Parenthood wage penalties in a double income society
Sara Cools and Marte Strøm
Picture: Springer Link
Review of Economics of the Household 2014 12 (1)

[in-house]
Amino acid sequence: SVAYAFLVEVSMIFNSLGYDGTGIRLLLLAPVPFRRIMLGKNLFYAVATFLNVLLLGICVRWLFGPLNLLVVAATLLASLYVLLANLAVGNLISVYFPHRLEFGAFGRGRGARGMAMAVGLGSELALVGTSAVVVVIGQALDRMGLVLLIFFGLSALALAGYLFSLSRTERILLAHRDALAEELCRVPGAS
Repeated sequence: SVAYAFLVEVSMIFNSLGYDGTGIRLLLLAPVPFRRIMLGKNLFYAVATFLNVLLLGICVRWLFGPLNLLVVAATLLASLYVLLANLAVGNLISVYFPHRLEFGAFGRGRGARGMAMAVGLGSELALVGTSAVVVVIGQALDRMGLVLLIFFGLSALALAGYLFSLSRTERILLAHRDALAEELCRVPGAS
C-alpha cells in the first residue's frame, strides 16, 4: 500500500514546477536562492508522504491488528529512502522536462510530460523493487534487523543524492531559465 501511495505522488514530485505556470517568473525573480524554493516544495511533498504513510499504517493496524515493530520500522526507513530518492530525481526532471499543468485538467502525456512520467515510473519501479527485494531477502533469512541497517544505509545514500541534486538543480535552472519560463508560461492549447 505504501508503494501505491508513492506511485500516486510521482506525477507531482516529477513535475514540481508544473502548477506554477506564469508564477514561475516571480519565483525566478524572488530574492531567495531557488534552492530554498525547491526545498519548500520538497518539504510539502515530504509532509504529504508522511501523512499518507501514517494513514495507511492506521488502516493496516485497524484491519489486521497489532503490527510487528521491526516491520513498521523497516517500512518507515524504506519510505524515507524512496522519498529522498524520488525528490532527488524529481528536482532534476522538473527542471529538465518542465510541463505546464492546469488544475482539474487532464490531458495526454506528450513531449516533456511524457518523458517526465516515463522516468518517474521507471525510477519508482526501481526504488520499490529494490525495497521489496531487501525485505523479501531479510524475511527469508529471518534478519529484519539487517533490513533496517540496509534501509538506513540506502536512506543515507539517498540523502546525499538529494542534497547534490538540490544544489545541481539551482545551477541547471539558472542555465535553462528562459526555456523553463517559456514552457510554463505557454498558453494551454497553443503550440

We estimate how parenthood affects hourly wages using panel data for Norwegian employees in the years 1997–2007. Though smaller than for most other OECD countries, we find substantial wage penalties to motherhood, ranging from a 1.2 % wage reduction for women with lower secondary education to 4.9 % for women with more than four years of higher education. Human capital measures such as work experience and paid parental leave do not explain the wage penalties, indicating that in the Norwegian institutional context, mothers are protected from adverse wage effects due to career breaks. We do however find large heterogeneity in the effects, with the largest penalties for mothers working full time and in the private sector. Contrary to most studies using US data and to previous research from Norway, we find a small wage penalty also to fatherhood. Also for men, the penalty is greater for those who work full time and in the private sector. A substantial share of the fatherhood wage penalty is explained by paternity leave.